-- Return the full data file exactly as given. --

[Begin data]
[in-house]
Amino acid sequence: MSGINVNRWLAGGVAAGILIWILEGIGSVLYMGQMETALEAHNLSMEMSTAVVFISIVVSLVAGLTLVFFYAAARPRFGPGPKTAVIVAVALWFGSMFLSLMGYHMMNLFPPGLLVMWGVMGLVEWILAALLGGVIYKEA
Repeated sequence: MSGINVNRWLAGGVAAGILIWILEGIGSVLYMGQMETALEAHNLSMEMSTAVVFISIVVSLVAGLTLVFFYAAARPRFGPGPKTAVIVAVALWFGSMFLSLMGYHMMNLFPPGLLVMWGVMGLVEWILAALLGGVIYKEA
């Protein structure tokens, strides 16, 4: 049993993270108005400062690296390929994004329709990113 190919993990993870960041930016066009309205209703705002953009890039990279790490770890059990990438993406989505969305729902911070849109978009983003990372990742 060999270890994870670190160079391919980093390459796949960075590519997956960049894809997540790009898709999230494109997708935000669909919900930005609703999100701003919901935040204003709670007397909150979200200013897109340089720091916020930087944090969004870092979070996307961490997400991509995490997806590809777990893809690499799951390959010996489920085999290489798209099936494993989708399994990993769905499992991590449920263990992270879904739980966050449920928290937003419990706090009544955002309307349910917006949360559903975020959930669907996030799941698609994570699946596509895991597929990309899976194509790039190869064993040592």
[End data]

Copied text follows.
[in-house]
Amino acid sequence: MSGINVNRWLAGGVAAGILIWILEGIGSVLYMGQMETALEAHNLSMEMSTAVVFISIVVSLVAGLTLVFFYAAARPRFGPGPKTAVIVAVALWFGSMFLSLMGYHMMNLFPPGLLVMWGVMGLVEWILAALLGGVIYKEA
Repeated sequence: MSGINVNRWLAGGVAAGILIWILEGIGSVLYMGQMETALEAHNLSMEMSTAVVFISIVVSLVAGLTLVFFYAAARPRFGPGPKTAVIVAVALWFGSMFLSLMGYHMMNLFPPGLLVMWGVMGLVEWILAALLGGVIYKEA
């Protein structure tokens, strides 16, 4: 049993993270108005400062690296390929994004329709990113 190919993990993870960041930016066009309205209703705002953009890039990279790490770890059990990438993406989505969305729902911070849109978009983003990372990742 060999270890994870670190160079391919980093390459796949960075590519997956960049894809997540790009898709999230494109997708935000669909919900930005609703999100701003919901935040204003709670007397909150979200200013897109340089720091916020930087944090969004870092979070996307961490997400991509995490997806590809777990893809690499799951390959010996489920085999290489798209099936494993989708399994990993769905499992991590449920263990992270879904739980966050449920928290937003419990706090009544955002309307349910917006949360559903975020959930669907996030799941698609994570699946596509895991597929990309899976194509790039190869064993040592």